A man died on Sunday hours after being savagely beaten by soldiers in Harare – the latest victim of an ongoing crackdown by security forces which began following nationwide fuel protests on January 14.
Kudakwashe Rixon, 22, was returning home from work at the Long Cheng Plaza last Saturday and had just disembarked at the Copacabana terminus when he was seized by a group of soldiers in uniform, according to a police report seen by ZimLive.
“They dragged him to their motor vehicle (Puma) which was parked nearby. The team then ordered Rixon and other male adults who were there to lie down in the vehicle on their stomachs. The driver drove off to an unknown bushy area where the team ordered all the people to get out of the lorry by falling down,” the police report of the incident reported at Harare Central Police Station under crime reference I.R 011951 says.
Once outside the army truck, Rixon and the other men were repeatedly struck with “wire-fastened sjamboks, knobkerries and iron rods.”
Rixon proceeded to his home on Canaan Chipunza Street in Mbare where his family observed that his back was swollen, with visible marks of the severe beating with crude weapons.
At 8AM on Sunday, Rixon complained of severe abdominal pains. He was also failing to release stool. He died before admission at Harare Hospital.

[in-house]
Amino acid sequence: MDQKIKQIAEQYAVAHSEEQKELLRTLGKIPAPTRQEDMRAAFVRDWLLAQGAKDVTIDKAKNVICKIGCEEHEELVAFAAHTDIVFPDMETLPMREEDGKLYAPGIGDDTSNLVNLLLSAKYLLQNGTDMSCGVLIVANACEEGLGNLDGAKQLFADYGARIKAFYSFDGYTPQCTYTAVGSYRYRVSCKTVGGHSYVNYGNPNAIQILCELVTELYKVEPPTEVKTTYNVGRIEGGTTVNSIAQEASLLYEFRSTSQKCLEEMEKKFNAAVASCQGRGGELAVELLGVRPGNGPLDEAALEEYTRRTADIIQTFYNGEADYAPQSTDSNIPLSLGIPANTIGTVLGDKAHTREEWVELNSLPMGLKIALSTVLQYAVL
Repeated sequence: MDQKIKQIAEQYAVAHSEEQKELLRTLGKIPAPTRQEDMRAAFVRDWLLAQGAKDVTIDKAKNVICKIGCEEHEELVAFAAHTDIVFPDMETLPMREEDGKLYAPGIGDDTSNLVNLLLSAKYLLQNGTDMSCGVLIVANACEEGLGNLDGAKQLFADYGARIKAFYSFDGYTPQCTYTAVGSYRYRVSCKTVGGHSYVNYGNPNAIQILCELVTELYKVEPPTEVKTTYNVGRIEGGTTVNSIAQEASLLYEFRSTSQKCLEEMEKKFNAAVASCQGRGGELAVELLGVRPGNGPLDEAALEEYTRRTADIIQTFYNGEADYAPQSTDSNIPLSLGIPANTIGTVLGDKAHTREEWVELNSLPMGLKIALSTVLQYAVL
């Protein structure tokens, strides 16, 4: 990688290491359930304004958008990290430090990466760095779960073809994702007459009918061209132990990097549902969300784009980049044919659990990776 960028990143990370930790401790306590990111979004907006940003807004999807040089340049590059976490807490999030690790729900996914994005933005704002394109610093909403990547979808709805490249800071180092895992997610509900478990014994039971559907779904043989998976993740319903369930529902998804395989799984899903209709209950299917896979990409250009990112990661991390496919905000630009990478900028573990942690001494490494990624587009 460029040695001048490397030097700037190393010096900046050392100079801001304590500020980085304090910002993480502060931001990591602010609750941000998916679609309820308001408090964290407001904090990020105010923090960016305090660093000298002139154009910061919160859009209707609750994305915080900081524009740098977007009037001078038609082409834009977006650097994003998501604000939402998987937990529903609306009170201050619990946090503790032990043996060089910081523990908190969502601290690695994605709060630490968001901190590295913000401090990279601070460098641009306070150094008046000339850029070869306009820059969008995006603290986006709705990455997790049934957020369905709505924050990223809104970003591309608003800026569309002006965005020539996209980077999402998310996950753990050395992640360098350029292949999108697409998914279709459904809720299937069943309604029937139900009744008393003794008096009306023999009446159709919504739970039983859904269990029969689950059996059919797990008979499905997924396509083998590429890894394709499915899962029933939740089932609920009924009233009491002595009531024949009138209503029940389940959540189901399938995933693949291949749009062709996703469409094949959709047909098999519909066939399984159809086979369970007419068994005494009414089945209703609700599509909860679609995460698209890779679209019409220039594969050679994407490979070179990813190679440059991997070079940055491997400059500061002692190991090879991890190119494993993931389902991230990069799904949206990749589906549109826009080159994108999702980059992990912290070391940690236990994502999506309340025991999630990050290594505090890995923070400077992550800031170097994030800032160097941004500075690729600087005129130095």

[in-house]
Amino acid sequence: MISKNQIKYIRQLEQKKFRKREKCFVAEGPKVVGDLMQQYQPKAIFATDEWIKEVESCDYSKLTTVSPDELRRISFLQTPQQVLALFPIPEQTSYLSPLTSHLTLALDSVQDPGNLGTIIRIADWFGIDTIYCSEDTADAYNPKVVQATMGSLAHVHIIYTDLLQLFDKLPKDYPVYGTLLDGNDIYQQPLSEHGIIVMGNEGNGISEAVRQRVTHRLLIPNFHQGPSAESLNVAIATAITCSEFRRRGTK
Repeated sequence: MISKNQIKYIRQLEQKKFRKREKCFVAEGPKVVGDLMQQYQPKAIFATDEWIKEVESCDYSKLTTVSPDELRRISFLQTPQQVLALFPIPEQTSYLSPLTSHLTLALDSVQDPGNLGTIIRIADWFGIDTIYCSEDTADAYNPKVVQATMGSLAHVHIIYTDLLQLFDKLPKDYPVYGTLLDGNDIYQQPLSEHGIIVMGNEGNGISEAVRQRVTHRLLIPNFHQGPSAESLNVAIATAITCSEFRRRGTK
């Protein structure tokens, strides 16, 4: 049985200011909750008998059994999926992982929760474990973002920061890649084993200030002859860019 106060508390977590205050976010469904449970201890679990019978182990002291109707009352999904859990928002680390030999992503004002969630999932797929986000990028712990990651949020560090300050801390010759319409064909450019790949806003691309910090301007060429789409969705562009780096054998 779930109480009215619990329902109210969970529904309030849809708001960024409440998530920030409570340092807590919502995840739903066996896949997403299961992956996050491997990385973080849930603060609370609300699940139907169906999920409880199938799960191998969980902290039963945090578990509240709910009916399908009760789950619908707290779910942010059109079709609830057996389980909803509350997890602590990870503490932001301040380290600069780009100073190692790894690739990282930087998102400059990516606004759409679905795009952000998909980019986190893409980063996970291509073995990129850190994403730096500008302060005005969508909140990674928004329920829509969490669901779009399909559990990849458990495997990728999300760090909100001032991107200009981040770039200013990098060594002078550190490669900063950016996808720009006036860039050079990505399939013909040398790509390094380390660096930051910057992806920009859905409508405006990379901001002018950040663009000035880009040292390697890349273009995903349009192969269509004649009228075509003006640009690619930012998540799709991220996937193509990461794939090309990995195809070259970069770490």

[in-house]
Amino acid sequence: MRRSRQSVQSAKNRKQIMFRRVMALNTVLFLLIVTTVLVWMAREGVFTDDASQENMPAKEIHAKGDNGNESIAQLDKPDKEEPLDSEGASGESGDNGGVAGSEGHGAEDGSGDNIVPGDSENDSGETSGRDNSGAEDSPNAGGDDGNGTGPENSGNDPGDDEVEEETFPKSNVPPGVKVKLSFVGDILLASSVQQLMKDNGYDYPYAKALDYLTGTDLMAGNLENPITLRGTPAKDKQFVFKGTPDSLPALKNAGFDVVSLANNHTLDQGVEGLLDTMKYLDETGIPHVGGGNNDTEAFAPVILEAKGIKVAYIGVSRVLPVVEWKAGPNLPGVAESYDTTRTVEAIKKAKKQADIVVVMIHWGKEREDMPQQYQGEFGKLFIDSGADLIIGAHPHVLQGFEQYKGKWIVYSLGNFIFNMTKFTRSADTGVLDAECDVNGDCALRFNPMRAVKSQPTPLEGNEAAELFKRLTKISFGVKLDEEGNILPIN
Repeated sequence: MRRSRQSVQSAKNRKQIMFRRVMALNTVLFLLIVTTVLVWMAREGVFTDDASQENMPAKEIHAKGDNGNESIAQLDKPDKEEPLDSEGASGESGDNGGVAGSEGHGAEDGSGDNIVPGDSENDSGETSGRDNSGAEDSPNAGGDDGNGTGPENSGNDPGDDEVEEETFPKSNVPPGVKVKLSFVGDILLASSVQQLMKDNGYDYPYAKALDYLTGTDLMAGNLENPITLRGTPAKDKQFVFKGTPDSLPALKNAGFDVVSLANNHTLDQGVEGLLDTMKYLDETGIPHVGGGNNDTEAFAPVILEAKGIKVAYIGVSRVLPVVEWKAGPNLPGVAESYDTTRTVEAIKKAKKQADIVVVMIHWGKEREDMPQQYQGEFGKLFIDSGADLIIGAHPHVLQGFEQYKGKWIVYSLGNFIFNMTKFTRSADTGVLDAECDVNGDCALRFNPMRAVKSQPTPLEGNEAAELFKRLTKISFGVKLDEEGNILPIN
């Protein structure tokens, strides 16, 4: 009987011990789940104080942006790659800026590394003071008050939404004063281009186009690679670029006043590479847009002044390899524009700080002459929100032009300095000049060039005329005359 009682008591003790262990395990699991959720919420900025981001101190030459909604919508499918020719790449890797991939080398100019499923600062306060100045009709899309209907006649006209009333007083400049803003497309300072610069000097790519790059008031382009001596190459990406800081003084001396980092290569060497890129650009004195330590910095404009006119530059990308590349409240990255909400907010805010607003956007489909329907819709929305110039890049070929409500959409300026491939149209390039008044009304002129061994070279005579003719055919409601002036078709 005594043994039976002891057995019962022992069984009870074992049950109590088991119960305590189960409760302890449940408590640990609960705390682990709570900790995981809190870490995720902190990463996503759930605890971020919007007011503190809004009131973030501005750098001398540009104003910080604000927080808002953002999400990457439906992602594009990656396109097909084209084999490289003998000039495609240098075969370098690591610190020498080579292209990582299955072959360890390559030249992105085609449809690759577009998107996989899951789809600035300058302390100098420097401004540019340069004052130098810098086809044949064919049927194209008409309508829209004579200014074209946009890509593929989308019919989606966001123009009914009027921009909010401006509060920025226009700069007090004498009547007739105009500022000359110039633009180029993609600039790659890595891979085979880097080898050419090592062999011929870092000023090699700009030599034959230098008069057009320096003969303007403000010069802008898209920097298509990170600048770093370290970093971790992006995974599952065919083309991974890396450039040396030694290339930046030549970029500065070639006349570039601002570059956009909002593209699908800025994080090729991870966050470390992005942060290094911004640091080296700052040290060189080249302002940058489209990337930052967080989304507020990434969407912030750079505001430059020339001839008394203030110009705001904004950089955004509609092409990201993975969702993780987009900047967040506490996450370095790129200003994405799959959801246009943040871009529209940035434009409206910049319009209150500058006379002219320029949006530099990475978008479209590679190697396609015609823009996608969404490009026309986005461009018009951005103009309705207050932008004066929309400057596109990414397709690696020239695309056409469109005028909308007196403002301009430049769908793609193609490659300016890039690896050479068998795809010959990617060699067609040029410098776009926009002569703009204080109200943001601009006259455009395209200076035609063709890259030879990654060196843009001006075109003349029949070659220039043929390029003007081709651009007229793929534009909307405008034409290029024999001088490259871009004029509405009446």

President Emmerson Mnangagwa, who cancelled a trip to Davos last week and returned home in the wake of the protests and the security forces’ crackdown, has pledged to investigate any abuses by the military – but few believe him.
Soldiers remain deployed in urban areas around the country, where they are hunting down people suspected to have participated in protests on January 14. Young men are routinely rounded up in night raids and savagely beaten and tortured. Rights groups say dozens of women have been ra_ped.
The exact number of dead remains unknown, but the Zimbabwe Association of Doctors for Human Rights said in a January 17 statement that it had documented 12 deaths. The death toll is expected to be much higher when human rights groups consolidate their reports.
Prominent Harare lawyer Fadzayi Mahere says Mnangagwa should be held accountable for the abuses by the military.
“Mnangagwa is the commander-in-chief – only he can lawfully deploy soldiers on to the street or make them step down. The buck stops with Mnangagwa when it comes to blame for the ongoing violence,” Mahere wrote in Britain’s Guardian newspaper.
The government’s resort to “military control of civilian life is the clearest sign of failed leadership” by Mnangagwa, who toppled former President Robert Mugabe in a military coup in November 2017, Mahere said.
“It’s clear that until the military is removed from civilian spaces, Zimbabwe will only plunge into deeper political and economic misery,” the lawyer added.